# The Tens.

A friend of mine, “Ted,” posted the following as his status on Facebook a few days before the New Year:

TED: 2010 is NOT the start of the a new decade! Decades run 1-10, centuries 1-100, and millenniums 1-1000. Remember there was no year 0000. Happy New Year to all.

We’ll just chalk the semantically confusing “the a new decade” up as a typo. He and I had had a similar conversation before, and I’d pointed out that– heck, here are my comments and his rebuttals:

VDV: 2010 is not the beginning of the second decade of the 21st century, but it is the beginning of a decade–the 2010s. Look at the 1990s–they began on 1/1/90, not 1/1/91. Or do the 90s not count as a decade? If not, what do we call them? Time periods that just happen to share a tens-digit and just happen to last ten years?

TED: Dom, the decade of the 1990’s was 1991-2000. Therefore the 21st century did not start until January 1, 2001.

[NOTE: VDV added the boldface to Ted’s ridiculous statement.]

Here I am trying to explain that there are two different and perfectly valid ways to count decades, centuries, and millennia, and that these two ways are always going to be offset by exactly one year, and then he claims that the 1990s ran from ’91 to 2000. I was having trouble telling whether (A) he really didn’t understand what I meant, or (B) he saw that he was wrong and was trying to save face because he’d been bringing up this issue so much in recent weeks. My smart-aleck response:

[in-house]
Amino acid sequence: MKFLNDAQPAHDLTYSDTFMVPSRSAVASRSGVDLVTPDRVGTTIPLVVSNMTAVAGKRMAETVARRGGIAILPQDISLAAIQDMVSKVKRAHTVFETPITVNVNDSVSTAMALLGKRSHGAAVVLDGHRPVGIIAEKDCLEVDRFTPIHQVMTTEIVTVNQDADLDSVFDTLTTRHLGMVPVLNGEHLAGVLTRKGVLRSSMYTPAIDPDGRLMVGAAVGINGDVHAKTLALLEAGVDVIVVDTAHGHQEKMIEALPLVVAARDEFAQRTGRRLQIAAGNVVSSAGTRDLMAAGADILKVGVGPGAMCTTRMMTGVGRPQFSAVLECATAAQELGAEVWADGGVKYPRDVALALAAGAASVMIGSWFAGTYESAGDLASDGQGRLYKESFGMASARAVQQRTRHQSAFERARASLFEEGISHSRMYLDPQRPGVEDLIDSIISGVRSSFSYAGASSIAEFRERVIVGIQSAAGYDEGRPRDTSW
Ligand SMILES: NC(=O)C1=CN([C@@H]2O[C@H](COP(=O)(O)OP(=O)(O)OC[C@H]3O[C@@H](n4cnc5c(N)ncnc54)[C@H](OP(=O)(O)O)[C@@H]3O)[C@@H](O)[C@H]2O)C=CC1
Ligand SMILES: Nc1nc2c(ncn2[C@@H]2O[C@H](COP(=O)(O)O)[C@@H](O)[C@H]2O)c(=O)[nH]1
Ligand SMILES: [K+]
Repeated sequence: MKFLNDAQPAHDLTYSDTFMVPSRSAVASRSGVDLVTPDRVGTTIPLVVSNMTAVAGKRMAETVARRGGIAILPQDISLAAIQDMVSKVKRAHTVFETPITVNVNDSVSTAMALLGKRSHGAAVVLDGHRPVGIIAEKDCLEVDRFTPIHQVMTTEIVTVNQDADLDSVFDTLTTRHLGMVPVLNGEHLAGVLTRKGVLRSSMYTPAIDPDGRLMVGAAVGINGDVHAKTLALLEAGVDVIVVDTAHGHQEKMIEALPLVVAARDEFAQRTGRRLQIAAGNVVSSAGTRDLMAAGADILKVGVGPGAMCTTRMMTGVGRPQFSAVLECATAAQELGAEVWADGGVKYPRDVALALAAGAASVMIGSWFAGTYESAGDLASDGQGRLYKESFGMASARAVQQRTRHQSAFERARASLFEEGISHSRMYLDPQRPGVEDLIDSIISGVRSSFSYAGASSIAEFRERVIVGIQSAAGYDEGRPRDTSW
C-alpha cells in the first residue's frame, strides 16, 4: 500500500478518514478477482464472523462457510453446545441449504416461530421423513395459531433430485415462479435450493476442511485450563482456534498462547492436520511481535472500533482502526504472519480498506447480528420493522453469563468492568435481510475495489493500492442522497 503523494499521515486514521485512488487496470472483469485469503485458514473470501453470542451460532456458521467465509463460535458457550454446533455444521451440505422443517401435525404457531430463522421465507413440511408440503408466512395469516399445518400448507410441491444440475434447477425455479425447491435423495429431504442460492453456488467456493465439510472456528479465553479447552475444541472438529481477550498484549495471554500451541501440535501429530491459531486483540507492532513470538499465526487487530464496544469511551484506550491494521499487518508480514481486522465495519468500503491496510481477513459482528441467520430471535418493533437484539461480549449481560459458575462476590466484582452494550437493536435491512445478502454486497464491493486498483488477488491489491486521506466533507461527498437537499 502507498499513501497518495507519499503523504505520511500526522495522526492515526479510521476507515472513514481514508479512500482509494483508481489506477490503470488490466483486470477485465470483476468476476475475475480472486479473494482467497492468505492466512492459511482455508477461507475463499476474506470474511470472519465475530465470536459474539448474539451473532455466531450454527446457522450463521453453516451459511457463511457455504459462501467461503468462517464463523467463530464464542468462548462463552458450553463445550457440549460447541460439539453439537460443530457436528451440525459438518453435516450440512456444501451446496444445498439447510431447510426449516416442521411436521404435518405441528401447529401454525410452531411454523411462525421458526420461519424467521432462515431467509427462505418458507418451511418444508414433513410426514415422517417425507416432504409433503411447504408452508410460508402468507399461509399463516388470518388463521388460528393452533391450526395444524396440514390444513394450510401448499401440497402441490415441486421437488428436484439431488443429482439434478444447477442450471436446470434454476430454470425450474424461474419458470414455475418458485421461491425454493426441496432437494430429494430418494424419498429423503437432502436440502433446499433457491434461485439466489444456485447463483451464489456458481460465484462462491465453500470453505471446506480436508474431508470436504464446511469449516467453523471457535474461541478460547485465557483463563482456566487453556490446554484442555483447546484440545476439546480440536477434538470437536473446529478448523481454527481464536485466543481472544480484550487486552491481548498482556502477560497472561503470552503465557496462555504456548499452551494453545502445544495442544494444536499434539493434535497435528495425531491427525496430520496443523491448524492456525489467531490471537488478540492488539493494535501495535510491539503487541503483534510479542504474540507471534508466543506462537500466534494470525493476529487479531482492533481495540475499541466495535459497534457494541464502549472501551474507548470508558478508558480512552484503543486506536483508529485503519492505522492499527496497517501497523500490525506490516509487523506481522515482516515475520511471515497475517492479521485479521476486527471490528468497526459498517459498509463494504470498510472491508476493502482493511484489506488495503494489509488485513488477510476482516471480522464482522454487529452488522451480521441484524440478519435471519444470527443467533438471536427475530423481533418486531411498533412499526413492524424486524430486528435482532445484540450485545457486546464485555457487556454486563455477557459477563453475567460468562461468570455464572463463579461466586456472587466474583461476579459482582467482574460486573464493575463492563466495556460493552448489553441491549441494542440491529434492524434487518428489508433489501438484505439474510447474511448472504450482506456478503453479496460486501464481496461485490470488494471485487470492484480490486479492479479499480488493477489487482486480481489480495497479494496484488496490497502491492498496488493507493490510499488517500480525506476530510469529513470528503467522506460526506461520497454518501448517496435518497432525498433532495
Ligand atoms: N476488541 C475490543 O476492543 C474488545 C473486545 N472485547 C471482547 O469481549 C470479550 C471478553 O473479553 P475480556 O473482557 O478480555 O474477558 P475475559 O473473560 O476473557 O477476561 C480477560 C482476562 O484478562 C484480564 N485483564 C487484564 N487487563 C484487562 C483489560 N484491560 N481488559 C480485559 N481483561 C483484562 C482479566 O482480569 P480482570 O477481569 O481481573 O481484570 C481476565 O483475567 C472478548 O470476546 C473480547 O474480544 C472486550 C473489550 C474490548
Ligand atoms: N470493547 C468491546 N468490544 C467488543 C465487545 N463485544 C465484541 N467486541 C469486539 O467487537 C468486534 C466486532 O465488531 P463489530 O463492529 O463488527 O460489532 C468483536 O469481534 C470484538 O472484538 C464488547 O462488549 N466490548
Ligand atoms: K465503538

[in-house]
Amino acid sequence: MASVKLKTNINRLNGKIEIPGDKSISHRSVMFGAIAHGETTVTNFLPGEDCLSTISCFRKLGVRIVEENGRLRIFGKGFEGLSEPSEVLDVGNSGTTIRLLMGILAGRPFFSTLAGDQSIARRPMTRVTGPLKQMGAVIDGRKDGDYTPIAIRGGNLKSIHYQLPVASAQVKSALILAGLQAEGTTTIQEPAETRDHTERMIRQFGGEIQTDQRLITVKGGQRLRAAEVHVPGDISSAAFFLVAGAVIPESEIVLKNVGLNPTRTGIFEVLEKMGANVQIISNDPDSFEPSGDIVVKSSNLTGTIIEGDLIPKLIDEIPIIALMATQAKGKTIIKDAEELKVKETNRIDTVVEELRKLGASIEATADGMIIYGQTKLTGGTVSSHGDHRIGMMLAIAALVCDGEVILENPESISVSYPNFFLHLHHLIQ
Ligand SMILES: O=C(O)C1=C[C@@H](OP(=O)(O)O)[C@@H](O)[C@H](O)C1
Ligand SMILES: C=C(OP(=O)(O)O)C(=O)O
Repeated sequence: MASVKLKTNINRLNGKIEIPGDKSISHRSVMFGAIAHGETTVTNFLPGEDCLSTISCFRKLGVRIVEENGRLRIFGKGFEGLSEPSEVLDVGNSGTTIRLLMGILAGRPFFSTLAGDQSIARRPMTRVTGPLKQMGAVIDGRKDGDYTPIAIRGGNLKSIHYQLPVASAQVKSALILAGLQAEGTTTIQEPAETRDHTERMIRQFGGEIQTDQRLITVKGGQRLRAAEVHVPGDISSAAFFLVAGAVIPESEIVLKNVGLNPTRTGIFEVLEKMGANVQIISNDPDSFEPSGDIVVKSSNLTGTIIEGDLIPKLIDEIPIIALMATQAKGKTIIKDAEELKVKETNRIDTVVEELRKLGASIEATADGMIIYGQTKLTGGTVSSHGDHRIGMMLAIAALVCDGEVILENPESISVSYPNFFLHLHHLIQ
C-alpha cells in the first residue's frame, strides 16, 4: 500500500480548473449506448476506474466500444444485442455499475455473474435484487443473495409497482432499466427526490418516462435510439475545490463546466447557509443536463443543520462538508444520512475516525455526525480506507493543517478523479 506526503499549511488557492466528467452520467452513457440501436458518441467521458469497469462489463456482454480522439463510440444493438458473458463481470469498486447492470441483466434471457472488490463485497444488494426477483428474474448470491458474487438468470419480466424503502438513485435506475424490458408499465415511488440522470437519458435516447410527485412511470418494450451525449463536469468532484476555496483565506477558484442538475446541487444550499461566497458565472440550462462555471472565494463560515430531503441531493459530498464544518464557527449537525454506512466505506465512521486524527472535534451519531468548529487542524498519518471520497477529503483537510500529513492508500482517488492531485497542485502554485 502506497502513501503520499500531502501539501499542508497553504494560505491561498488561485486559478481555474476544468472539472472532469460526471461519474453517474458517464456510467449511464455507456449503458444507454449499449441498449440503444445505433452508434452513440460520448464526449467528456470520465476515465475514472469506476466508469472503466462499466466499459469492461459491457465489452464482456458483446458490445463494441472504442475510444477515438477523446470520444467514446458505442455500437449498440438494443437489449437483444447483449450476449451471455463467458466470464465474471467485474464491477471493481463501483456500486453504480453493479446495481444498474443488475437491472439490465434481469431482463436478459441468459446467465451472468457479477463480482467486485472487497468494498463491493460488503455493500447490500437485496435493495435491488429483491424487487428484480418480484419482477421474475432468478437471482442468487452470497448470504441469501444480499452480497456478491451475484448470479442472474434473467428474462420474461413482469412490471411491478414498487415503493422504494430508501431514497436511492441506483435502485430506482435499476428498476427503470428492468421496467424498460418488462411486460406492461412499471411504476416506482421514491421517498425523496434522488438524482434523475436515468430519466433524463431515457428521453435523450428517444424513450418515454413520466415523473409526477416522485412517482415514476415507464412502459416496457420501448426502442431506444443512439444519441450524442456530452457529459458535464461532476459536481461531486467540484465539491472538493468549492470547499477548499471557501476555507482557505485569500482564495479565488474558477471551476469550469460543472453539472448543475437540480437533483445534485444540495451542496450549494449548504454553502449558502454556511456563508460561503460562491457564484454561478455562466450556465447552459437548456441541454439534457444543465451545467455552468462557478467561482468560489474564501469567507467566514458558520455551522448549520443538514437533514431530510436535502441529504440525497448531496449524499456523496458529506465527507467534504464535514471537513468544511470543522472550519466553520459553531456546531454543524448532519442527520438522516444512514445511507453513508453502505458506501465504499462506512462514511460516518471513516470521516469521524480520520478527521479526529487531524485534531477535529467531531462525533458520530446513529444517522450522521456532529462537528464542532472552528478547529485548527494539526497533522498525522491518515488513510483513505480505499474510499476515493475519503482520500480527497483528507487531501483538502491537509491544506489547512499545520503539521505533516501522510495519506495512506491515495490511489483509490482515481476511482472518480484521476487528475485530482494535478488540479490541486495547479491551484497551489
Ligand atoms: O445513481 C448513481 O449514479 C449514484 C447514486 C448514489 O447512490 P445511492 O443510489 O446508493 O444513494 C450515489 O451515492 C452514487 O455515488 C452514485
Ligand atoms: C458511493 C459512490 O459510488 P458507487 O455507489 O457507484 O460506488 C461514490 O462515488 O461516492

VDV: So 1990 wasn’t in the 1990s? Awesome. When I turn 40, I’ll tell everyone I’m still in my thirties.

TED: When you are 40, you are finishing your third decade. Feel better?

VDV: When I am 40, I will be finishing my fourth decade.

Normally, when arguing with someone who is so clearly incorrect, I’ll just give up and let them suffer the consequences of spouting utter nonsense. However, I couldn’t let that happen to this particular friend—I have far too much respect for him. So, in hopes of preventing him from making foolish-sounding statements like “the decade of the 1990’s was 1991-2000,” I sent the following e-mail:

At risk of beating a dead horse…

First, please note that you are correct in suggesting that 1/1/2010 is not the beginning of the second decade of the 21st century, just like 1/1/2000 was not the beginning of the third millennium, or of the 21st century, or of the first decade of the 21st century.

However, 1/1/2010 is the beginning of the decade that we will call the “teens” or the “tens,” just like 1/1/2000 was the beginning of the decade that we call the “zeroes,” or the “aughts,” or the “double-o’s,” or whatever, and was the beginning of the century that we call the “two thousands.”

I tried to point out that 1/1/1990 was the beginning of the decade we call the “nineties,” but it was not the beginning of the final decade of the 20th century. You said, and I quote, “Dom, the decade of the 1990’s was 1991-2000. Therefore the 21st century did not start until January 1, 2001.” Your statement is a non sequitir, because you’ve conflated two things:

1. an ordinal counting of years (the first decade was A.D. 1-10, the first century was A.D. 1-100, the first millennium was A.D. 1-1000), and

2. a nominal sorting of years (the “nineties” were 1990-1999, the “nineteen hundreds” were 1900-1999, etc.).

The ordinal groups of time do not correspond perfectly to the nominal groups. The 21st century (ordinal) is not the same as the 2000s (nominal), but there’s a ninety-nine year overlap. The last decade of the 20th century is not the same as the 1990s, but there’s a nine year overlap.

Therefore:

1/1/2010 is the beginning of a new decade in the sense that we nominally sort decades.

1/1/2011 is the beginning of a new decade in the sense that we ordinally count decades, with 1/1/0001 as the first day of the first ordinal decade, century, and millennium.

If that doesn’t clear it up, I don’t know what will. Happy New Decade anyways!

(I have to thank my friend DFJ3 for offering what I think is a perfectly logical explanation for the difference between the two counting methods.)

Ted’s response: